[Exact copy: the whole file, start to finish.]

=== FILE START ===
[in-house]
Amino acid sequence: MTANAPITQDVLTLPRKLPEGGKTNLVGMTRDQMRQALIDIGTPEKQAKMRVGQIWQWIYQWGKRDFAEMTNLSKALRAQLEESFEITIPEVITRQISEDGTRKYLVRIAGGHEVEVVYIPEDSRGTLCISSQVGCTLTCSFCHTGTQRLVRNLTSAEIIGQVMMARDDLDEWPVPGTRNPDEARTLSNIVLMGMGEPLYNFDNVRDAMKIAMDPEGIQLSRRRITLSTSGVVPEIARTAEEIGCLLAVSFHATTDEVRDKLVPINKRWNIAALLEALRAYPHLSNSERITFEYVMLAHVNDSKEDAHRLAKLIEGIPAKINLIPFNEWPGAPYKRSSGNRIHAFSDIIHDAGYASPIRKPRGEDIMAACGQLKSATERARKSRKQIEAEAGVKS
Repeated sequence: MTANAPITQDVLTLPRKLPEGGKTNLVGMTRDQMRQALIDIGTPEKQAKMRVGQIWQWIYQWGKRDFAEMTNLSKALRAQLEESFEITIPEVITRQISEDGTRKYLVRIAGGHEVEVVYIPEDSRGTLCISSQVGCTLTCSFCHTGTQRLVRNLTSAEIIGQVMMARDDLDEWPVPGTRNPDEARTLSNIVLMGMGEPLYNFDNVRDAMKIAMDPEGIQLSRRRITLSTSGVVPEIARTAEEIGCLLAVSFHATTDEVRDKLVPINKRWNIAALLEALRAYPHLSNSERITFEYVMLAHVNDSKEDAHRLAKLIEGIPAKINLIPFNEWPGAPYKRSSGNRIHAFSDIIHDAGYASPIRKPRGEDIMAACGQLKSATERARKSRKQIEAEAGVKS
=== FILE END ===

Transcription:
[in-house]
Amino acid sequence: MTANAPITQDVLTLPRKLPEGGKTNLVGMTRDQMRQALIDIGTPEKQAKMRVGQIWQWIYQWGKRDFAEMTNLSKALRAQLEESFEITIPEVITRQISEDGTRKYLVRIAGGHEVEVVYIPEDSRGTLCISSQVGCTLTCSFCHTGTQRLVRNLTSAEIIGQVMMARDDLDEWPVPGTRNPDEARTLSNIVLMGMGEPLYNFDNVRDAMKIAMDPEGIQLSRRRITLSTSGVVPEIARTAEEIGCLLAVSFHATTDEVRDKLVPINKRWNIAALLEALRAYPHLSNSERITFEYVMLAHVNDSKEDAHRLAKLIEGIPAKINLIPFNEWPGAPYKRSSGNRIHAFSDIIHDAGYASPIRKPRGEDIMAACGQLKSATERARKSRKQIEAEAGVKS
Repeated sequence: MTANAPITQDVLTLPRKLPEGGKTNLVGMTRDQMRQALIDIGTPEKQAKMRVGQIWQWIYQWGKRDFAEMTNLSKALRAQLEESFEITIPEVITRQISEDGTRKYLVRIAGGHEVEVVYIPEDSRGTLCISSQVGCTLTCSFCHTGTQRLVRNLTSAEIIGQVMMARDDLDEWPVPGTRNPDEARTLSNIVLMGMGEPLYNFDNVRDAMKIAMDPEGIQLSRRRITLSTSGVVPEIARTAEEIGCLLAVSFHATTDEVRDKLVPINKRWNIAALLEALRAYPHLSNSERITFEYVMLAHVNDSKEDAHRLAKLIEGIPAKINLIPFNEWPGAPYKRSSGNRIHAFSDIIHDAGYASPIRKPRGEDIMAACGQLKSATERARKSRKQIEAEAGVKS